Darren had a crucial drop and fumble Sunday. Having played with him, how do you think he would take something like that?
“He’s going to bounce back huge. He’s going to bounce back. One thing about Darren, is he cares as much or more than anybody in that locker room. He’s so dependable. Anytime he was to have a negative play when he was here, which is very rare and I’m sure it has been there, he’s the kind of guy that’s on to the next play. As strong as tough as he is physically, he is the same way mentally.”
How much has Robert Meachem grown in the Chargers offense and how has your on-field relationship with him grown?
“He’s been great. He’s been in that system in New Orleans for several years. There are some similarities, there are certainly some differences, both with the play-calling and scheme wise. He’s been great. We’re still growing, both him and I. I think our whole offensive unit is yet to find exactly not who we are, but to get all the way in synch. I think the good thing about that has been to be able to get to 3-1 without completely rolling offensively. But Robert’s been good. He hasn’t had a ton of ball. He didn’t have any this week. But that’s kind of the way it goes here. Even in years past, there’s game where a receiver doesn’t catch a ball or catches one ball, and the next week he catches six or seven and it kind of goes in cycles. One thing was pretty clear when he got here with Eddie Royal and the guys we’ve added is (that he’s) very unselfish. He’s a super team guy and he’s fit right in very well.”
Is it surprising at all that you have an offense like you do in San Diego and Drew Brees has one as potent in New Orleans, but that you go from one season of a lot of success to one just like Drew has said with a different identity? Is that a surprise, even when you have the same guys returning to the team?
“We’ve had quite a bit of new guys here, other than (Antonio) Gates and (Malcolm) Floyd and (Randy) McMichael, but you think about Royal and Meachem and Le’Ron McClain, Jackie Battle, Ronnie Brown, Dante Rosario. Those are all guys in their first year here. But, no, when you look at it as you did this morning, the Saints could be 4-0, there’s such a fine line between winning and losing in this league and it’s a week to week deal. No season’s ever the same and no game’s ever the same. We couldn’t score a touchown against Atlanta. We turned it over four times and we turn it over once (at Kansas City). Obvioulsy the defense got us a lot of turnovers, six turnovers we were able to get. Then we were able to score 37 points. We had defensive touchdonws. That’s the first question we got. How could you not score in Atlanta, but score in Kansas City and do all that. It’s week to week. It’s constantly trying to execute your formula on every play. It’s going to be a super challenge in that dome on Sunday night. We’re going to have to be at our best.”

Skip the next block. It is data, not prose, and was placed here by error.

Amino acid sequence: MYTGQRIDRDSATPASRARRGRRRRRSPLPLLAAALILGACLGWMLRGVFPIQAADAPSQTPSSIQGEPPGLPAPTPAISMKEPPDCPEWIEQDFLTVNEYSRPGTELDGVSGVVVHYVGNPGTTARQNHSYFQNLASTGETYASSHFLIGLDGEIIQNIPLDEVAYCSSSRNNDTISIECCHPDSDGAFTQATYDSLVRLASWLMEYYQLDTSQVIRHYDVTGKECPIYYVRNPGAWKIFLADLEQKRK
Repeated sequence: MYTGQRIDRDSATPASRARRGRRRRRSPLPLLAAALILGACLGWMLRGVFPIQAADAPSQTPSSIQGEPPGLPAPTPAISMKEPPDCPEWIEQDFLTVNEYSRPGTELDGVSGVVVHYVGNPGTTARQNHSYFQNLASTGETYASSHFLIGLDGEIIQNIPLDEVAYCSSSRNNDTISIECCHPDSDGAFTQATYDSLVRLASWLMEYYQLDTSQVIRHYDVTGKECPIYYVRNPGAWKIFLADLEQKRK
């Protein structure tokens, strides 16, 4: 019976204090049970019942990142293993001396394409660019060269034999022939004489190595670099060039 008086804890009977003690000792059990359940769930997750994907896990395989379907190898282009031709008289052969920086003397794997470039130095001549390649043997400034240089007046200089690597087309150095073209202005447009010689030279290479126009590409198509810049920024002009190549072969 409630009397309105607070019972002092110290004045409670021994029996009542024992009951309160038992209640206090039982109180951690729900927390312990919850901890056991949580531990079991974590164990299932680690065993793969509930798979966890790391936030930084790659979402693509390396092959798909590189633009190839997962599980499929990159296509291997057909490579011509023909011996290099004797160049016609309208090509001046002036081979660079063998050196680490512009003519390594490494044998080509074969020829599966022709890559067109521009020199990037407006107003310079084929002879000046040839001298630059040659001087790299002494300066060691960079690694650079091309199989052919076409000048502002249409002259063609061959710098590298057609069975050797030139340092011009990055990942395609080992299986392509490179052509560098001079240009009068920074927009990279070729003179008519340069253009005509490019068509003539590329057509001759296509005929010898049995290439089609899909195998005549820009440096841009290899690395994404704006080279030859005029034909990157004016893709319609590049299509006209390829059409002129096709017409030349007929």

We know Antonio Gates’ background. Jimmy Graham played basketball primarily and only a year of football. Is it neat to see how people have gone the Antonio Gates mold, grown and how that tight end position has become a major weapon in the NFL?
“Yes, it certainly changed. I think Gates is certainly one of the guys if not the guy who had a hand in that. You see different guys trying to take that path who were primarily basketball (players) and tried to make the move to football and I think probably since Gates, there have been a handful who have tried that route. Jimmy Graham is probably the one that’s really obviously done a heck of a job and become a big time player in this league. It’s amazing to see, but you really see how the basketball benefits them and benefited them in this game at that position from a route-running standpoint, body position and I know I’ve certainly thrown Gates a lot of high balls he’s gone up and gotten. I’ve seen Drew do the same to Graham. I’ve seen him go up and get a bunch of balls and obviously his body position and ability to go up and do that gives us confidence to throw those types of balls that otherwise you might now throw.”
Not all the time do we see guys have a fondness for each other when teammates split up that you and Drew have for each other. What is it about the working relationship that you guys had and what allowed you guys to have a good relationship despite the direct competition?
“I think first off, it was by neither of ours choice that we ended up right here at the points we did in our careers. We’re both competitive, but at the same time, very respectful of one another. There’s no doubt we were going to compete like crazy and that I wanted to be the starter my rookie year and there was no doubt in his mind where he said he wasn’t letting me have it. But at the same time, I was one of the first to high-five him after a touchdown pass those first two years. I pulled for him and I tried to help him as much as I could those first two years and I’d like to think I helped him in some ways, whether it was preparation or something on tape and certainly he was helpful to me those two years and then as we’ve gone our separate ways…We don’t talk a ton or keep up a whole lot. Obviously he has a young family. I have a young family of six little ones. He’s out here some in the offseason. It’s not that we hang out a bunch. But we certainly keep up. I always watch them when they’re playing when I get the chance. He seems to do the same. When you have a solid guy, a good guy and a true pro in the way he plays, it makes it easy to get along and pull for a guy.”